Ed: Nope, Irvine Sprague's book was written in 1986 and Jim Grant's was written in 1992. Keep in mind, Sprague was an FDIC Chairman and Director who supervised banks from the federal level for 18 years, and Grant's been writing about debt and debt instruments in his newsletter, Grant's Interest Rate Observer, since 1983. Doesn't it sound like these guys might know something that we don't?
Earl: Look, I can find plenty of old timers who are bullish, and you can find plenty of old timers who are bearish. I don't see your point.
Ed: My point is this: You just stated that if debt could triple, since there'd be a lot of people looking to place that money in something, that you could triple your assets under management. Actually, debt's been growing for decades, especially since we came off the gold exchange standard in 1971.
Earl: Here you go again with that gold bug stuff.
Ed: Look, that was just a statement about history, not the price of gold. But if you don't want to look at history, let's look at somebody else who'd disagree.
Earl: And what investment guru is that?
Ed: Well he's not an investment guru, but his involvement in politics has certainly influenced a lot of the high level financial decisions of our government. I'm talking about Brzezinski, National Security Advisor to the Carter Administration. In his new book, Second Chance: Three Presidents and the Crisis of American Superpower, which just came out this March, he said the following about America's debt and deficits:
"Given America's growing global indebtedness (it now borrows some 80 percent of the world's savings) and huge deficits, a major financial crisis, especially in an atmosphere of emotionally charged and globally pervasive anti-American feeling, could have dire consequences for America's well-being and security. The euro is becoming a serious rival to the dollar and there is talk of an Asian counterpart to both. A hostile Asia and self-absorbed Europe could at some point become less inclined to continue financing the U.S. debt."
Earl: Listen. I agree that some of what Fisher said sounds a little out there, but we're not about to face any serious market crash anytime soon. I mean, the markets are going up, my clients are happy, I'm bringing in more business, and besides, we've always had these kinds of concerns, and if it did happen, we have learned lessons from 1987 and 2000 to 2002 that would help us today.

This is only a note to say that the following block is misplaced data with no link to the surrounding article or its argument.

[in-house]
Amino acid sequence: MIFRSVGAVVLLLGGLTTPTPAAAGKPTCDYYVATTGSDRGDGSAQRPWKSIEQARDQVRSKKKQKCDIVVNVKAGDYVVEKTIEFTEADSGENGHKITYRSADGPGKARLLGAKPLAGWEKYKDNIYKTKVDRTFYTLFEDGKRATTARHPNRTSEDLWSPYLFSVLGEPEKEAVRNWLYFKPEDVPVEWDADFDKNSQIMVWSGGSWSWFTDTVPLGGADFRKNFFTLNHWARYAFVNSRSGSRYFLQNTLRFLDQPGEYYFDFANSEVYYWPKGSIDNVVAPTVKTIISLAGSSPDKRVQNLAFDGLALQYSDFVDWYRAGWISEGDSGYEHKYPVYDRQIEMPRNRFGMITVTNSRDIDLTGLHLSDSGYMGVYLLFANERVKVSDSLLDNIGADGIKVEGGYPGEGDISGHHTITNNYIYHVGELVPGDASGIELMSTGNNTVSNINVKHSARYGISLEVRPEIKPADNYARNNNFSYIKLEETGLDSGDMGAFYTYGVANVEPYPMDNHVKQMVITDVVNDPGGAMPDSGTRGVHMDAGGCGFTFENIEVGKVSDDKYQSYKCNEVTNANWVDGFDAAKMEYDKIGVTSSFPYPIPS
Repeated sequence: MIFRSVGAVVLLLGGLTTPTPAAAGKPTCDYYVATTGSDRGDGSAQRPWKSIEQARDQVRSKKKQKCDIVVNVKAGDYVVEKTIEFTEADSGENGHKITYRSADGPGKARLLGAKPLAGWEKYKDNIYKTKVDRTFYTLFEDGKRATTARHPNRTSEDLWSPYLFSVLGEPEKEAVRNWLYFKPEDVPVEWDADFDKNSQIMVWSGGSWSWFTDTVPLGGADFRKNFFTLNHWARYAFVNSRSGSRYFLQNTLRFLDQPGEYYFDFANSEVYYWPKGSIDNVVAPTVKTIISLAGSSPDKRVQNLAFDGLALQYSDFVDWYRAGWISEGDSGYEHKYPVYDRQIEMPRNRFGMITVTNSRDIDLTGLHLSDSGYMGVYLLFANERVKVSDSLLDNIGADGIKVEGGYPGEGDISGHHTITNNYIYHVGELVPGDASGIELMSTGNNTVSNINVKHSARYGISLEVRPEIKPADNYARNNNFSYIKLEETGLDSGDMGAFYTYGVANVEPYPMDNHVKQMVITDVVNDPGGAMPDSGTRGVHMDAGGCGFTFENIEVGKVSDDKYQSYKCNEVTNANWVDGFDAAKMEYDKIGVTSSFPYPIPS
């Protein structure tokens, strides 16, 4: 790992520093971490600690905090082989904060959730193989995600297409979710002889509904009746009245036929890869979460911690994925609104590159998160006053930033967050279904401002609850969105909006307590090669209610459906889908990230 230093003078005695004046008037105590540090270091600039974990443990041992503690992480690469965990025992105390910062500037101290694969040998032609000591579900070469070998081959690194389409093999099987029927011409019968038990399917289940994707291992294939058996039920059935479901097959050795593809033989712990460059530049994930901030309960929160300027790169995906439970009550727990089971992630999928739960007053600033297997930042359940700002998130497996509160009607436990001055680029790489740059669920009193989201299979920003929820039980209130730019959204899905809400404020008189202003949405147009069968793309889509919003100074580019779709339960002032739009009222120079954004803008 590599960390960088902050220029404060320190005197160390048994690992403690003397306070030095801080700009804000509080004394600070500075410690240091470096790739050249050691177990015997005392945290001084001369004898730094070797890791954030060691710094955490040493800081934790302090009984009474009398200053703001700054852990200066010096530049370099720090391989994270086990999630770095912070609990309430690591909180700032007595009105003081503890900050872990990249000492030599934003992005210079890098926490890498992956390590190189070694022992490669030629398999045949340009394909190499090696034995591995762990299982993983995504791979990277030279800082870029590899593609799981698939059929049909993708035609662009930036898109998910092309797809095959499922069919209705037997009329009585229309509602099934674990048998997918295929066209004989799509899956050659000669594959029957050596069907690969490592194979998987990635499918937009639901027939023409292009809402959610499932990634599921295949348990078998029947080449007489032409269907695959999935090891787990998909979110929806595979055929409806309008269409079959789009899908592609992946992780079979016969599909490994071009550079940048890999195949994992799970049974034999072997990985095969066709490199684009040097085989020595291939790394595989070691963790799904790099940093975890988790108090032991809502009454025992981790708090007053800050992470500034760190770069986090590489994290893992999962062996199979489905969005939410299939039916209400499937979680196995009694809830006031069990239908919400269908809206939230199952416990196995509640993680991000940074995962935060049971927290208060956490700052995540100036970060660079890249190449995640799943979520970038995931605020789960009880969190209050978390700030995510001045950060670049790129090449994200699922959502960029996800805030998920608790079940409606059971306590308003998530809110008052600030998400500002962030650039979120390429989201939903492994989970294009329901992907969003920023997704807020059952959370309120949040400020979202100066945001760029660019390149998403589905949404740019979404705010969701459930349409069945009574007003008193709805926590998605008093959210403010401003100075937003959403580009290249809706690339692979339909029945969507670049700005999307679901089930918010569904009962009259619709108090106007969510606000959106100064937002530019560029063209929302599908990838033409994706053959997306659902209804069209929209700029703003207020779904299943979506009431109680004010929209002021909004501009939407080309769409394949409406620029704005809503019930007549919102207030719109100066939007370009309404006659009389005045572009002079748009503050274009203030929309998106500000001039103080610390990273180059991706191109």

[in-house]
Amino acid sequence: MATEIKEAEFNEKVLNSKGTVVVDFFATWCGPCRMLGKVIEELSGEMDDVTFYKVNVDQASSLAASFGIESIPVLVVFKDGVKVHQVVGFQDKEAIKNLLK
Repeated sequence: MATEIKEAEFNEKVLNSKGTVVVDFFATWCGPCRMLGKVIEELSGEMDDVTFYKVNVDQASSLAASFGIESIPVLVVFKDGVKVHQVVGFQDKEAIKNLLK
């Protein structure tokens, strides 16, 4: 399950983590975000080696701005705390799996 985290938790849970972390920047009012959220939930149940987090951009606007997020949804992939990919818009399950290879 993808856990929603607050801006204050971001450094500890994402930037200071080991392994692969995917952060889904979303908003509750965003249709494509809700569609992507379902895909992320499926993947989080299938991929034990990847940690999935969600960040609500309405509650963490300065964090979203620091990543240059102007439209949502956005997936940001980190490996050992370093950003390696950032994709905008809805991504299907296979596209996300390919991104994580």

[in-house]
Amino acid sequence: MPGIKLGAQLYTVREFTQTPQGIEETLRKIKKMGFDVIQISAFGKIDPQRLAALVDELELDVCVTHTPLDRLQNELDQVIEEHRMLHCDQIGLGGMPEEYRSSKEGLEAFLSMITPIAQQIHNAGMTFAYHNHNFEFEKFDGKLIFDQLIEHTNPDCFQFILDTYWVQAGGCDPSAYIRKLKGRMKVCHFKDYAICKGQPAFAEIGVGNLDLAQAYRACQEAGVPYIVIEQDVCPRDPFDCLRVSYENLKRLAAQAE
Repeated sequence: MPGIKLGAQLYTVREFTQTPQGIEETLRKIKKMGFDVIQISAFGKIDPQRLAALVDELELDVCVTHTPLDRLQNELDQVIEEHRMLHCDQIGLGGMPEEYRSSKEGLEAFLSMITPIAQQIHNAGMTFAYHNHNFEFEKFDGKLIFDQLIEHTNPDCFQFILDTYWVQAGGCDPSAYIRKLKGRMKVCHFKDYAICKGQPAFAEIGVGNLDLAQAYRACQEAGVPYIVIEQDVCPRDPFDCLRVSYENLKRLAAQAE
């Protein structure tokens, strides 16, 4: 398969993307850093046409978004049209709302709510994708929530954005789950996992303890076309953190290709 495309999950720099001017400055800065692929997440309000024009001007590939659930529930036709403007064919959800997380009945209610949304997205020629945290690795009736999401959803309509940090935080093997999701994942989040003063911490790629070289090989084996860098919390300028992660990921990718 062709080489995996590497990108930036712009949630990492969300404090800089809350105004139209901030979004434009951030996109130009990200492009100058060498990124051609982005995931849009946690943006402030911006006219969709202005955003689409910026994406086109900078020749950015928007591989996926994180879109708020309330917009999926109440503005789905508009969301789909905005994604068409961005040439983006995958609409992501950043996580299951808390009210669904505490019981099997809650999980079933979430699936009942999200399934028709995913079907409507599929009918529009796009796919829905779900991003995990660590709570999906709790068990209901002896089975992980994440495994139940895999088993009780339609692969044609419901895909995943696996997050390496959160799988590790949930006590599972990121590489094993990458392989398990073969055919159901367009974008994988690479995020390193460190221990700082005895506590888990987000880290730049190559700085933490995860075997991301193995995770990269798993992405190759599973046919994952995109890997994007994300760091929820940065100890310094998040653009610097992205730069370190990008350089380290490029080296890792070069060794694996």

Ed: Let me ask you something, Earl. In 2000, did you tell your clients that they should brace themselves for a 50 percent decline in the S&P 500?
Earl: Alright. I get your point. But I still say nobody really knows what's going to happen tomorrow. And, for that reason it's safer to buy and hold that to try to guess when the stock market's going to go up or down.
Ed: Then, I'll leave you with this. One of the newsletters I read is by a guy named Gregory Weldon. He looks at money, or credit growth, around the world every week. Some of the numbers he's been presenting are pretty alarming. Now, I know we have been taught not to use words like "alarming," but that word seems to fit. This week, he pointed out that the Fed's most recent report on US Commercial Banks, revealed that bank credit increased by $34 billion in a single week at the same time that deposits contracted by $68 billion. With the fact that debt has risen right along with asset prices, is debt really as benign as the "research" you presented to me earlier suggests?
Weldon also pointed out that, according to the Fed, there's been a substantial decline in the growth of mortgage debt. In the 3rd quarter of 2005 it grew at 14.8 percent; in the 2nd quarter of 2006 it grew at 9.5 percent. Now, in the first quarter of 2007, it only grew at 6.2 percent. Paul Kasriel, of Northern Trust, says that the Fed's own models suggest that housing is overvalued. How can so many investors and advisors believe that the markets are efficient, and that no one should ever try to "time the market," or sell, at the same time that the Federal Reserve's models suggest that housing is overvalued?
Earl: Look, we may have a few bumps in the road, but in the long term, my business and my investors are in a good position. We're well diversified; we don't need to worry about all this stuff.
Ed: Alright. I know this conversation hasn't been very pleasant. But, after living through the crash of '87, the recession of 1990, the hard decline of the markets during Long-Term Capital's collapse in 1998, and the crash of 2000 to 2002, I went back and thoroughly studied each of those events to see what caused those declines. Based on my experiences over the last few years, I can assure you that the majority of individuals and institutions out there today still do not study history. Even though, at the time they'll probably see us as naysayers or just plain stubborn, this is where we can provide the best service to investors. As markets change, so also will peoples' attitudes.
Since January 2006, Best Minds Inc has developed 17 lessons, to date, through our monthly newsletter, The Investors Mind: Anticipating Trends through the Lens of History, with the intent of clarifying and strengthening the thinking of investors and those in positions of leadership. If you are interested in an overview of the 17 lessons that we have presented to our subscribers, click here. We continue to gain recognition for our industry paper on short selling, Riders on the Storm: Short Selling in Contrary Winds. The research paper can be obtained with a subscription to The Investor's Mind. To learn more about our mission, as well as our educational and advisory services, visit our website.